Perceptions and experiences of frontline health managers and providers on accountability in a South African health district

Fidele Kanyimbu Mukinda, Sara Van Belle, Helen Schneider

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ObjectivePublic primary health care and district health systems play important roles in expanding healthcare access and promoting equity. This study explored and described accountability for this mandate as perceived and experienced by frontline health managers and providers involved in delivering maternal, newborn and child health (MNCH) services in a rural South African health district.MethodsThis was a qualitative study involving in-depth interviews with a purposive sample of 58 frontline public sector health managers and providers in the district office and two sub-districts, examining the meanings of accountability and related lived experiences. A thematic analysis approach grounded in descriptive phenomenology was used to identify the main themes and organise the findings.ResultsAccountability was described by respondents as both an organisational mechanism of answerability and responsibility and an intrinsic professional virtue. Accountability relationships were understood to be multidirectional - upwards and downwards in hierarchies, outwards to patients and communities, and inwards to the 'self'. The practice of accountability was seen as constrained by organisational environments where impunity and unfair punishment existed alongside each other, where political connections limited the ability to sanction and by climates of fear and blame. Accountability was seen as enabled by open management styles, teamwork, good relationships between primary health care, hospital services and communities, investment in knowledge and skills development and responsive support systems. The interplay of these constraints and enablers varied across the facilities and sub-districts studied.ConclusionsProviders and managers have well-established ideas about, and a language of, accountability. The lived reality of accountability by frontline managers and providers varies and is shaped by micro-configurations of enablers and constraints in local accountability ecosystems. A 'just culture', teamwork and collaboration between primary health care and hospitals and community participation were seen as promoting accountability, enabling collective responsibility, a culture of learning rather than blame, and ultimately, access to and quality of care.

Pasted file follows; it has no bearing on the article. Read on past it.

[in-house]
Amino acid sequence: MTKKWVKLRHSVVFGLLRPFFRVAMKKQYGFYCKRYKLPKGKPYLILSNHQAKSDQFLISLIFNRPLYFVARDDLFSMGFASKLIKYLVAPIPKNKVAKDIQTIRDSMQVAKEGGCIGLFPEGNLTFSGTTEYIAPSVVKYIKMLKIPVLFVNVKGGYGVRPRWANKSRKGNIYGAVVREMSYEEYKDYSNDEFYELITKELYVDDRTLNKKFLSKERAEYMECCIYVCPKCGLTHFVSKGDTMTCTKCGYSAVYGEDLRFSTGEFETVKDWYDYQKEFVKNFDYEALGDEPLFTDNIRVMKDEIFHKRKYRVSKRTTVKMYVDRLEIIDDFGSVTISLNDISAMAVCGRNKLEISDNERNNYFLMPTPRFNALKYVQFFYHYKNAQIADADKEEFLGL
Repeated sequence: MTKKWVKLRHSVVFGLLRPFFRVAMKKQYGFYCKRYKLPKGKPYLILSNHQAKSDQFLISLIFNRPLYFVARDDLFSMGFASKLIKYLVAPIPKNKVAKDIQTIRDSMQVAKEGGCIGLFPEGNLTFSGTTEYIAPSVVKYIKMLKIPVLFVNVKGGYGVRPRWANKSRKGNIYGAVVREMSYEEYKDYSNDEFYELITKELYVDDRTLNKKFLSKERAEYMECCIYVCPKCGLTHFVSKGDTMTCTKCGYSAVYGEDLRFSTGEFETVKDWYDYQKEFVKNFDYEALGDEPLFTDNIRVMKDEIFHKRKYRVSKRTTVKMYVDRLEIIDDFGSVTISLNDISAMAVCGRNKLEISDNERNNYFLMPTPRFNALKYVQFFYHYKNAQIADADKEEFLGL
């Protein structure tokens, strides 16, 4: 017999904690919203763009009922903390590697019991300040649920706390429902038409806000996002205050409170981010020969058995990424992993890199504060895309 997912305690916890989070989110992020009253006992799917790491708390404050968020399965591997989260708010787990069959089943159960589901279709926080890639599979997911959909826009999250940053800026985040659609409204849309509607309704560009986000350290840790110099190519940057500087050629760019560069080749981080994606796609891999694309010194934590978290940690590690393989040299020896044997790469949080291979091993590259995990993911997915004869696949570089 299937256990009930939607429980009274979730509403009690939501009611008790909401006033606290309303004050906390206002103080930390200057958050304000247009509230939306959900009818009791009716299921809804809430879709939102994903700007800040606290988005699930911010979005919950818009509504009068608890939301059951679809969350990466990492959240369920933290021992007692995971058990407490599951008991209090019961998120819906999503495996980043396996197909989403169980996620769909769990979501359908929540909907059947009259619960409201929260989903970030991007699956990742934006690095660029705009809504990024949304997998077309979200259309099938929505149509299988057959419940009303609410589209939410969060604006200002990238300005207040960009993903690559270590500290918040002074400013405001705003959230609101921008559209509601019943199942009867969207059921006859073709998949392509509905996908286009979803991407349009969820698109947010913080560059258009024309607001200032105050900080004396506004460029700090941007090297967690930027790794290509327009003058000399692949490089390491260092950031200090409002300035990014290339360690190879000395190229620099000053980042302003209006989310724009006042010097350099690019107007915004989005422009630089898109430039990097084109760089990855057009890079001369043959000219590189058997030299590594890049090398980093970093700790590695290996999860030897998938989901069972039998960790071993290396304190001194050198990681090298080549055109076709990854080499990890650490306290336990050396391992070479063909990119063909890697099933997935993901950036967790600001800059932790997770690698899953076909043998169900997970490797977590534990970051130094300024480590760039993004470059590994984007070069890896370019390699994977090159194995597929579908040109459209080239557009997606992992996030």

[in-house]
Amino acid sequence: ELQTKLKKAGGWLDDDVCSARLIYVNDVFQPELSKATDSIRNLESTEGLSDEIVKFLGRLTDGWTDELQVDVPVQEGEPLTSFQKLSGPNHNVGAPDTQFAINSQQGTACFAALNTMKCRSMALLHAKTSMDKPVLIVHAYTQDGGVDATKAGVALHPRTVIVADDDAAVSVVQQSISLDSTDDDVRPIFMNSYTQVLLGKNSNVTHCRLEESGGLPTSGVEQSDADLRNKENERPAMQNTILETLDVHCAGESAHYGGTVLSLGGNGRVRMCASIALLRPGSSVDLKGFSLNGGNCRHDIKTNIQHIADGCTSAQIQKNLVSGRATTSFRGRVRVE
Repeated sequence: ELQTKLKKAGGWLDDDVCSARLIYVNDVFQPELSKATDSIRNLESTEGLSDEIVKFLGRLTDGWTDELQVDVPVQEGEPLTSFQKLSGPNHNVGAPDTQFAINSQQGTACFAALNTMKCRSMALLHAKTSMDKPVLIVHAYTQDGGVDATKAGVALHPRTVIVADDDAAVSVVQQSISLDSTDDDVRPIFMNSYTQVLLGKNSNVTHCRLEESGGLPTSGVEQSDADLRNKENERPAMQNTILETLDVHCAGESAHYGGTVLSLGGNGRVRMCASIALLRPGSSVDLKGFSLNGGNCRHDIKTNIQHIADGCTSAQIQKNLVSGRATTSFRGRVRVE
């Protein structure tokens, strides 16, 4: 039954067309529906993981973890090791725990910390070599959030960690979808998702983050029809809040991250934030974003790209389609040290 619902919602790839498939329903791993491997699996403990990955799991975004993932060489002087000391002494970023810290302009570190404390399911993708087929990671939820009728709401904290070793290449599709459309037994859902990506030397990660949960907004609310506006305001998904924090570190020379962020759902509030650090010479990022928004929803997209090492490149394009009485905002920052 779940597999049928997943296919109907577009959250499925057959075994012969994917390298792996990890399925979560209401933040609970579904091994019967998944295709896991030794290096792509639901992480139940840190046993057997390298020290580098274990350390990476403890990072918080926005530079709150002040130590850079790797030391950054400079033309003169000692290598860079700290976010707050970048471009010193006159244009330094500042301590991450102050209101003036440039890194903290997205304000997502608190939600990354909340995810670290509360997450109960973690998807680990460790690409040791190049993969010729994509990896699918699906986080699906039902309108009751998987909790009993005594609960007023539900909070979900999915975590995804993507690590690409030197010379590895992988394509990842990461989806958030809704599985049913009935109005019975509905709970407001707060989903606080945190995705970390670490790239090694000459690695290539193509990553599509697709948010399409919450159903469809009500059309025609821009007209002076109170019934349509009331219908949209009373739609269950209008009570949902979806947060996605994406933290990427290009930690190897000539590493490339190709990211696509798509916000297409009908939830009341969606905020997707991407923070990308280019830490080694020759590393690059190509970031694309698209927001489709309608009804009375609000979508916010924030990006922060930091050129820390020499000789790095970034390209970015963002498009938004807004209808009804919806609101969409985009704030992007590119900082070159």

Original languageEnglish
Article number110
JournalInternational Journal for Equity in Health
Issue number1
Number of pages11
Publication statusPublished - 2020


  • Accountability
  • Equity
  • Frontline health workers
  • Maternal
  • newborn and child health
  • Qualitative research


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